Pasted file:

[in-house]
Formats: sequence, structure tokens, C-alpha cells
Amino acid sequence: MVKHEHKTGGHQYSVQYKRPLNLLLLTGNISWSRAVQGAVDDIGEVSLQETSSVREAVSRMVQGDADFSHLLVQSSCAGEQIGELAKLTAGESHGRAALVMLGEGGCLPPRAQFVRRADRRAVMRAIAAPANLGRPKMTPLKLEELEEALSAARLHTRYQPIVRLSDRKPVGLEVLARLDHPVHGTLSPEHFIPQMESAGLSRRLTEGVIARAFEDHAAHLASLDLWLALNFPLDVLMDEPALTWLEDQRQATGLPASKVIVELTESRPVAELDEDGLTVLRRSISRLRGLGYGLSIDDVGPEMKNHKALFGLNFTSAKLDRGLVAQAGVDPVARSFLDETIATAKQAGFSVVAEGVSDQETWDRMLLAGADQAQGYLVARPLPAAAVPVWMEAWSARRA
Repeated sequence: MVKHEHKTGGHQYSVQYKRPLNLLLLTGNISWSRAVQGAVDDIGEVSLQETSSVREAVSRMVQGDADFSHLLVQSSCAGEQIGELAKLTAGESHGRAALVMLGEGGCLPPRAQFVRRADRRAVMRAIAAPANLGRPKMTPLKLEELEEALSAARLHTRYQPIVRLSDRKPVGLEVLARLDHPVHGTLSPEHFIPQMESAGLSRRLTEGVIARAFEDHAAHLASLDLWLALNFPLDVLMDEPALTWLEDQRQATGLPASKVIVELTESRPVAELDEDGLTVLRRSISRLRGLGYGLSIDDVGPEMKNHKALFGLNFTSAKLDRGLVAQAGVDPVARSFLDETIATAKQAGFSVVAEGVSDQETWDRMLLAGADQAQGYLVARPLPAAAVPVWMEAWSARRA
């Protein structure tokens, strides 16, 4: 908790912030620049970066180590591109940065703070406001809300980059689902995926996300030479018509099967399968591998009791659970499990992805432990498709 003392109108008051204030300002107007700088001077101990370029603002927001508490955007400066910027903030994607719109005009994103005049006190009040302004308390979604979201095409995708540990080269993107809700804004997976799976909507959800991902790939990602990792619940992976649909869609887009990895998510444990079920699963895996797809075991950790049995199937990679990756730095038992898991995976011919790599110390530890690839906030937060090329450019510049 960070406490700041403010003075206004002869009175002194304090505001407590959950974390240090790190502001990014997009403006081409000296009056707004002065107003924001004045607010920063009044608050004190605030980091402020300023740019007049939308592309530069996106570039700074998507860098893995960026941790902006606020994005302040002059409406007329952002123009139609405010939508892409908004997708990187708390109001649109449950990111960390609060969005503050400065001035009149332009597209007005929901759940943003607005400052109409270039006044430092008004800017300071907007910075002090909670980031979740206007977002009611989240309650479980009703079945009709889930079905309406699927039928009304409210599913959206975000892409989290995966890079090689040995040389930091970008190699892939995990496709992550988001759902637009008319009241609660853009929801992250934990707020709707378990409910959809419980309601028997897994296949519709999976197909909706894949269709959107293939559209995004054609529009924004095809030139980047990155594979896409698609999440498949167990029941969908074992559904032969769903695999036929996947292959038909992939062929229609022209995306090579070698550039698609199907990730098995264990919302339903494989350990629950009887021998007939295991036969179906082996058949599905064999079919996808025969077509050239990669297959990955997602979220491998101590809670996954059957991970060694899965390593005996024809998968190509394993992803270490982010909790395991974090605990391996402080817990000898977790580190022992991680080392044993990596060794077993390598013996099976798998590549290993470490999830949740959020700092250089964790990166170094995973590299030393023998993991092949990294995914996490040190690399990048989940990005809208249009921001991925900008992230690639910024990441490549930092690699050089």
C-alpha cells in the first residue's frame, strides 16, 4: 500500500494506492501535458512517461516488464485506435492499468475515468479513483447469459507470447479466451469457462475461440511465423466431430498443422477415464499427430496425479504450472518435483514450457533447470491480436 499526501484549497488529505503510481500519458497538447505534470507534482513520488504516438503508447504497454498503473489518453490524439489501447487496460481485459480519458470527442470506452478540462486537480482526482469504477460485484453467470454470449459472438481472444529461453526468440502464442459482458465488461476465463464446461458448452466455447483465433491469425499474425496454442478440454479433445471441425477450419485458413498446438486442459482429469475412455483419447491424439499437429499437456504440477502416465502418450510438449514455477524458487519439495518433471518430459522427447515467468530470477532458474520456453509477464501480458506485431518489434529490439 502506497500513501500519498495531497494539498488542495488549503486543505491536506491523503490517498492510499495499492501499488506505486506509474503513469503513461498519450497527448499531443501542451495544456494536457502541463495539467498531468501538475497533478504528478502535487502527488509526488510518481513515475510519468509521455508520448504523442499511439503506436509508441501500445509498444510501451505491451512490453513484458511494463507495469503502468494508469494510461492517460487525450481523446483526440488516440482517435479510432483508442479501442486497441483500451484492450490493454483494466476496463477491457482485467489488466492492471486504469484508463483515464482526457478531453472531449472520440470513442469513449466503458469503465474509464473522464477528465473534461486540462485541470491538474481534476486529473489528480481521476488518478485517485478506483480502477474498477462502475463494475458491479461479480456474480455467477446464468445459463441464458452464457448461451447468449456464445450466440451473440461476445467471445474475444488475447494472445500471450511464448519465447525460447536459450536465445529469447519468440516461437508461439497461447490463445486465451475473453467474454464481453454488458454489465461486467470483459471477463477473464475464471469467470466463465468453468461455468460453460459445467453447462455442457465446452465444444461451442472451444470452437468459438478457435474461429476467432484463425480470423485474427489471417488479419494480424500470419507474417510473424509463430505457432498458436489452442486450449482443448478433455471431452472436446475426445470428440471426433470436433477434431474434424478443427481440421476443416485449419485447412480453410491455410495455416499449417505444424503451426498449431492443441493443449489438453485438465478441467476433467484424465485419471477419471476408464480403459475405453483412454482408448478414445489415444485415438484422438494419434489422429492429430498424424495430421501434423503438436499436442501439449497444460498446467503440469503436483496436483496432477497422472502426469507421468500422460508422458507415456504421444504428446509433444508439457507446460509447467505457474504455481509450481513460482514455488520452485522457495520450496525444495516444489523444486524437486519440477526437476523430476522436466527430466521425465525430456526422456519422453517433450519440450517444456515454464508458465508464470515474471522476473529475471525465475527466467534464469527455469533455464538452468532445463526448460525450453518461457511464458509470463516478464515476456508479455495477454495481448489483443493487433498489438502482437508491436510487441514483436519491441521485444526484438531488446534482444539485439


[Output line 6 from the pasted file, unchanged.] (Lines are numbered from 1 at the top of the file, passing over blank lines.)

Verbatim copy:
C-alpha cells in the first residue's frame, strides 16, 4: 500500500494506492501535458512517461516488464485506435492499468475515468479513483447469459507470447479466451469457462475461440511465423466431430498443422477415464499427430496425479504450472518435483514450457533447470491480436 499526501484549497488529505503510481500519458497538447505534470507534482513520488504516438503508447504497454498503473489518453490524439489501447487496460481485459480519458470527442470506452478540462486537480482526482469504477460485484453467470454470449459472438481472444529461453526468440502464442459482458465488461476465463464446461458448452466455447483465433491469425499474425496454442478440454479433445471441425477450419485458413498446438486442459482429469475412455483419447491424439499437429499437456504440477502416465502418450510438449514455477524458487519439495518433471518430459522427447515467468530470477532458474520456453509477464501480458506485431518489434529490439 502506497500513501500519498495531497494539498488542495488549503486543505491536506491523503490517498492510499495499492501499488506505486506509474503513469503513461498519450497527448499531443501542451495544456494536457502541463495539467498531468501538475497533478504528478502535487502527488509526488510518481513515475510519468509521455508520448504523442499511439503506436509508441501500445509498444510501451505491451512490453513484458511494463507495469503502468494508469494510461492517460487525450481523446483526440488516440482517435479510432483508442479501442486497441483500451484492450490493454483494466476496463477491457482485467489488466492492471486504469484508463483515464482526457478531453472531449472520440470513442469513449466503458469503465474509464473522464477528465473534461486540462485541470491538474481534476486529473489528480481521476488518478485517485478506483480502477474498477462502475463494475458491479461479480456474480455467477446464468445459463441464458452464457448461451447468449456464445450466440451473440461476445467471445474475444488475447494472445500471450511464448519465447525460447536459450536465445529469447519468440516461437508461439497461447490463445486465451475473453467474454464481453454488458454489465461486467470483459471477463477473464475464471469467470466463465468453468461455468460453460459445467453447462455442457465446452465444444461451442472451444470452437468459438478457435474461429476467432484463425480470423485474427489471417488479419494480424500470419507474417510473424509463430505457432498458436489452442486450449482443448478433455471431452472436446475426445470428440471426433470436433477434431474434424478443427481440421476443416485449419485447412480453410491455410495455416499449417505444424503451426498449431492443441493443449489438453485438465478441467476433467484424465485419471477419471476408464480403459475405453483412454482408448478414445489415444485415438484422438494419434489422429492429430498424424495430421501434423503438436499436442501439449497444460498446467503440469503436483496436483496432477497422472502426469507421468500422460508422458507415456504421444504428446509433444508439457507446460509447467505457474504455481509450481513460482514455488520452485522457495520450496525444495516444489523444486524437486519440477526437476523430476522436466527430466521425465525430456526422456519422453517433450519440450517444456515454464508458465508464470515474471522476473529475471525465475527466467534464469527455469533455464538452468532445463526448460525450453518461457511464458509470463516478464515476456508479455495477454495481448489483443493487433498489438502482437508491436510487441514483436519491441521485444526484438531488446534482444539485439